KEARNS, Utah -- American Casey FitzRandolph put himself in position to win a speedskating gold medal, posting the fastest time in the 500 meters Monday to gain a slight edge over defending gold medalist Hiroyasu Shimizu.
FitzRandolph, who struggled four years ago after switching to clapskates, set an Olympic record of 34.42 seconds and was just off Shimizu's world mark of 34.32.
Shimizu was the second-fastest skater at 34.61. There will be another 500 meters Tuesday, with a combination of the two times determining the winner.
"I'm happy today, but there's more time for happiness if I have another good race," FitzRandolph said. "It's all business right now."
American, Kip Carpenter, was a surprising third (34.68) after the first run. U.S. record holder Joey Cheek was seventh at 34.78, giving the home team a solid chance to earn a couple of medals Tuesday.
"This was my first Olympics," Carpenter said. "I couldn't wait any longer to go out there and rip it up."
He'll have an advantage on Tuesday when he starts from the inside lane and finishes on the wider outside lane, where it's easier to make the turn at speeds reaching nearly 40 mph.
Carpenter was the only top-five skater Monday who finished on the inside lane.
"I can skate another one just like that or better," said Carpenter, who will race alongside FitzRandolph in the final pairing. Shimizu will go in the next-to-last group.
Gold medal contender Jeremy Wotherspoon of Canada caught an edge just four strides off the starting line and tumbled to the ice. He hopped up quickly, but realized his medal hopes were over.
Wotherspoon, the silver medalist at Nagano, flipped down his hood and skated slowly around the ice, chucking his goggles in disgust.
"I was not happy to see Jeremy fall," said FitzRandolph, his close friend and training partner. "You want to beat the best. It's not so important to win, but that the best man wins."
For the first time in three days, there were no world records set at the oval in suburban Salt Lake City. But, with another race to go, there is still a chance that all 10 marks will fall at these games.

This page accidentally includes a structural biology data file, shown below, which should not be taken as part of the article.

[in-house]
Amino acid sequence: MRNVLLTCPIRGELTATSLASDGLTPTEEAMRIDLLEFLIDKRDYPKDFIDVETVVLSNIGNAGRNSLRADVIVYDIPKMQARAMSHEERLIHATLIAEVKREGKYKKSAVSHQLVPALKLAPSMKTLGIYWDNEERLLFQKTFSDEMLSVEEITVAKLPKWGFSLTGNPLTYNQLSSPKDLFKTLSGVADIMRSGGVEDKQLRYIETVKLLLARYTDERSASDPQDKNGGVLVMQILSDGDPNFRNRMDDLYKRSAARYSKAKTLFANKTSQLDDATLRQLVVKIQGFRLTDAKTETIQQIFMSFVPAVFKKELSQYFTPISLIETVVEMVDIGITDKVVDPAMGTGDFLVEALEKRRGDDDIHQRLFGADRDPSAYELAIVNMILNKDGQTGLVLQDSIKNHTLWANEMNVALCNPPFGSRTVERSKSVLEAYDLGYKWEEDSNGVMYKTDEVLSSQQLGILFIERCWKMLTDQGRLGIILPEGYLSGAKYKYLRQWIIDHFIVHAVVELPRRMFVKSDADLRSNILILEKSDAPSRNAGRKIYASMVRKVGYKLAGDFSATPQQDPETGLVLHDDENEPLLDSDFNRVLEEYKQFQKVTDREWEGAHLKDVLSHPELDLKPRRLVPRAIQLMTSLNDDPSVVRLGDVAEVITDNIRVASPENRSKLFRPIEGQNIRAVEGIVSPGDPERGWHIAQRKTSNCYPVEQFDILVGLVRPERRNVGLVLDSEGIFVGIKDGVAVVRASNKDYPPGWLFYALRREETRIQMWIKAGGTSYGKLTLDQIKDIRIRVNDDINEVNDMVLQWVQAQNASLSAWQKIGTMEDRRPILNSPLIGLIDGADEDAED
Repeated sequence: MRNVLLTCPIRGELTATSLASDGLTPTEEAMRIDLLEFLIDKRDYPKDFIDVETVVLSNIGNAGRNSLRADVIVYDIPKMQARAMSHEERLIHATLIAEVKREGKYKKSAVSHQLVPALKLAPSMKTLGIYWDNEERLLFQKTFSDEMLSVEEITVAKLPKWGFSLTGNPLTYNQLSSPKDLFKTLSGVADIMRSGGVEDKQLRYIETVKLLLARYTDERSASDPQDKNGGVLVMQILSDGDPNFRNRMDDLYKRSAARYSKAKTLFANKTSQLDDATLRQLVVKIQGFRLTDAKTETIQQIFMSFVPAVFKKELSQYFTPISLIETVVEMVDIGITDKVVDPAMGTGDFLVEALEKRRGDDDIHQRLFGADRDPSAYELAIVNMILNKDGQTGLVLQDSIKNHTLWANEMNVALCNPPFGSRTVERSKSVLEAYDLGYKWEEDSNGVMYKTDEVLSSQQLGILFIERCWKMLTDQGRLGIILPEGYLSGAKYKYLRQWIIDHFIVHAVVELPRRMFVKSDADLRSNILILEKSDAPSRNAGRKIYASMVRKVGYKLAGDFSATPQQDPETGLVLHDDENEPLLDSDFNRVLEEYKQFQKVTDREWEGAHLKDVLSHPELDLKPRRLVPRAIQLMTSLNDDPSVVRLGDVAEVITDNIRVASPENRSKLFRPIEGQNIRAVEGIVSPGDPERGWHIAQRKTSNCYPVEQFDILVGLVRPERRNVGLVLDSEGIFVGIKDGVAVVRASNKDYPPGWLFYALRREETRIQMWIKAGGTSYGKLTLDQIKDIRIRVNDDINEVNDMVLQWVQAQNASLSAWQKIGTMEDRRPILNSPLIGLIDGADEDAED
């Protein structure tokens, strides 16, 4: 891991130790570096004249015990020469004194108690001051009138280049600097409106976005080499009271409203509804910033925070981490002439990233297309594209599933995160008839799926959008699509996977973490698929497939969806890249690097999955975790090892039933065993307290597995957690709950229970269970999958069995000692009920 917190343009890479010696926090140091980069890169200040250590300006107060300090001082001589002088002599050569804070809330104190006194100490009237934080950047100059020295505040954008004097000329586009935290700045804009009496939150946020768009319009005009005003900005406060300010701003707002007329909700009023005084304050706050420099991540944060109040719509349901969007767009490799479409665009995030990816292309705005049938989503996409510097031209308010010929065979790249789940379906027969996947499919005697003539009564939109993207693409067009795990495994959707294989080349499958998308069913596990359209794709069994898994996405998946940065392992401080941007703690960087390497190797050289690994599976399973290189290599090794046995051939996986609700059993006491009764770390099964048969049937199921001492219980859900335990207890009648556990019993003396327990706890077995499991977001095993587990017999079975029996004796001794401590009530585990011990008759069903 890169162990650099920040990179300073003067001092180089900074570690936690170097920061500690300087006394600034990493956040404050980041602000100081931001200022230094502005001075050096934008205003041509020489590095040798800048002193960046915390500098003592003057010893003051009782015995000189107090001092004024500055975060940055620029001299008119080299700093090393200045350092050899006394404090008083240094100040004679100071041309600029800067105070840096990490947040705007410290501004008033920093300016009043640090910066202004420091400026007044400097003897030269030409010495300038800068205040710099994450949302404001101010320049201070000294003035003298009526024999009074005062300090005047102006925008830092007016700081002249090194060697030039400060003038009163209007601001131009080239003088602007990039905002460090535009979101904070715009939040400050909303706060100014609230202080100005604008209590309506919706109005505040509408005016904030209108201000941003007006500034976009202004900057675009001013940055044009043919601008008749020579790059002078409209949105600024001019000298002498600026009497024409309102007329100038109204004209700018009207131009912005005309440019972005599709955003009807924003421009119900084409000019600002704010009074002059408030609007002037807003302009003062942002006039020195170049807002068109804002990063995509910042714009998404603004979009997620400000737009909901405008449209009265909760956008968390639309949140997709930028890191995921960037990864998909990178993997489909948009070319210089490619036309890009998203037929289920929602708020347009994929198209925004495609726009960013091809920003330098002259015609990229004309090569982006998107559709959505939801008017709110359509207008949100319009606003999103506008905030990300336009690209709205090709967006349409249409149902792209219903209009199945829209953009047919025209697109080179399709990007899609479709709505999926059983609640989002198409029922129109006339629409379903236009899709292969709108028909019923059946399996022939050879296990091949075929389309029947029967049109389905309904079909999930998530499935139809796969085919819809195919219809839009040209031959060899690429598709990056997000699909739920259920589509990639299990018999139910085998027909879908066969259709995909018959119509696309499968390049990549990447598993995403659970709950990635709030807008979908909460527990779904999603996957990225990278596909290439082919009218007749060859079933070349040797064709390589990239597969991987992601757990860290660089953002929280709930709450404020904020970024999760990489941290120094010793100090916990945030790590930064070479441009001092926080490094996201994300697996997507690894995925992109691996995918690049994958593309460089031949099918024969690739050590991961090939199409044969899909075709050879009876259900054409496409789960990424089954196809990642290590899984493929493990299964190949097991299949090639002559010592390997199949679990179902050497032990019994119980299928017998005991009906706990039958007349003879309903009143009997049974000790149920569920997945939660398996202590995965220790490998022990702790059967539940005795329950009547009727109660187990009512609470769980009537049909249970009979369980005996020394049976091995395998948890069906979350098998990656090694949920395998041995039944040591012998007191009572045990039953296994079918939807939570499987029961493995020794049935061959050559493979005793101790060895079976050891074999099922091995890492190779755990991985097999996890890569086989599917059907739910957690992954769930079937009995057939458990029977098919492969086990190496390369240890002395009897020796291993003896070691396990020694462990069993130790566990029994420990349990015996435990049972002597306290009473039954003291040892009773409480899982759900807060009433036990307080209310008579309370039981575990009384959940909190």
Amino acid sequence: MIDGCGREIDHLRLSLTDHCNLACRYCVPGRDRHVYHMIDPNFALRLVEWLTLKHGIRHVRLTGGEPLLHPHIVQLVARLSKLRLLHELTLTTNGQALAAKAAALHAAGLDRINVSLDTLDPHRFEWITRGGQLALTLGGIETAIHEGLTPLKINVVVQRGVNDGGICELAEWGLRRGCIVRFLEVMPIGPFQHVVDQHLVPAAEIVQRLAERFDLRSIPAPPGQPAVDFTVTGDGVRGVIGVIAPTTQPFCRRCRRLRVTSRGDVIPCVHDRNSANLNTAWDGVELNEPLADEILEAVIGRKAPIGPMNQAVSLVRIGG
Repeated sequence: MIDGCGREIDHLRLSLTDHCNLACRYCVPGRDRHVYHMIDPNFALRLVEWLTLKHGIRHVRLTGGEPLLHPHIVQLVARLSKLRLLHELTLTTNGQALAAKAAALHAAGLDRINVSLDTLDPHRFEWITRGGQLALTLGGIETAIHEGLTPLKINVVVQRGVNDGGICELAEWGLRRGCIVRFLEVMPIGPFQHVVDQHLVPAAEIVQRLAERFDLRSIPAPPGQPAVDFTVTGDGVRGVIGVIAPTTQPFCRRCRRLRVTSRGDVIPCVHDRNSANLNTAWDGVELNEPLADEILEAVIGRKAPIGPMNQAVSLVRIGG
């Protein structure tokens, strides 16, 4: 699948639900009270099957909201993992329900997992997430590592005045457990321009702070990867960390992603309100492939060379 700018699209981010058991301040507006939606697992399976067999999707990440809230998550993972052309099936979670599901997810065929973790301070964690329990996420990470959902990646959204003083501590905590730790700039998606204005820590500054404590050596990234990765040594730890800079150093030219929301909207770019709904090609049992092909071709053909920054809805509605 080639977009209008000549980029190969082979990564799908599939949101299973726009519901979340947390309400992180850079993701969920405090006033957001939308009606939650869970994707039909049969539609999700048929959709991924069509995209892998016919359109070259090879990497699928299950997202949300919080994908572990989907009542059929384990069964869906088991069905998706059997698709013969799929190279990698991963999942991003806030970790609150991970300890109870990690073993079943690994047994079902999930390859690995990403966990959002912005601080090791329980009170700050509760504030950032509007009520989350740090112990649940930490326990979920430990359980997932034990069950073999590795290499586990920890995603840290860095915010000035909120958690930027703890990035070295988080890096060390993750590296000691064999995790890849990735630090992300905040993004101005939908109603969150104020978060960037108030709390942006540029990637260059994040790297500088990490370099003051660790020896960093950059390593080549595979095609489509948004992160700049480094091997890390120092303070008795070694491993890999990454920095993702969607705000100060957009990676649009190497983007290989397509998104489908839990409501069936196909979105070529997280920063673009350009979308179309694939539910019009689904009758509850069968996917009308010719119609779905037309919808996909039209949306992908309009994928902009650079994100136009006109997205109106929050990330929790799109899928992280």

FitzRandolph was a disappointment in 1998. Considered a strong medal contender, he couldn't adjust to the revolutionary clapskates and finished sixth in the 500. He worked out the kinks after Nagano and arrived at the Olympics hoping to bring home medals in both the 500 and 1,000.
FitzRandolph didn't disappoint in his first race, exploding from the line to cover the first 100 meters in 9.45 seconds. Finishing up in the outside lane, he streaked around the final corner - his left hand briefly scraping the ice - to put up the best time of the day.
Shimizu was slowed by a hip injury this season but appears to have recovered at just the right time to defend his title. He is trying to become the first repeat winner since Germany's Jens-Uwe Mey in 1988 and '92.
FitzRandolph hopes to become America's first 500 champion - the equivalent of the 100-meter champion in track and field - since Eric Heiden in 1980.
Carpenter's performance was a stunner. He had never skated the 500 in less than 35 seconds before taking 0.34 seconds off his personal best.
Cheek, a 22-year-old former inliner from Greensboro, N.C., was the sensation of the U.S. trials in December, winning three events. He has a shot at a medal if he can put together a strong run on Tuesday, when he finishes on the outside lane.
The other American, Marc Pelchat, slipped on the opening straightaway, did a 360-degree turn and popped up to finish in 37.59.
"Years of hockey coming into practice there," Pelchat said. "If I can set a world record tomorrow, hopefully they'll forget about this."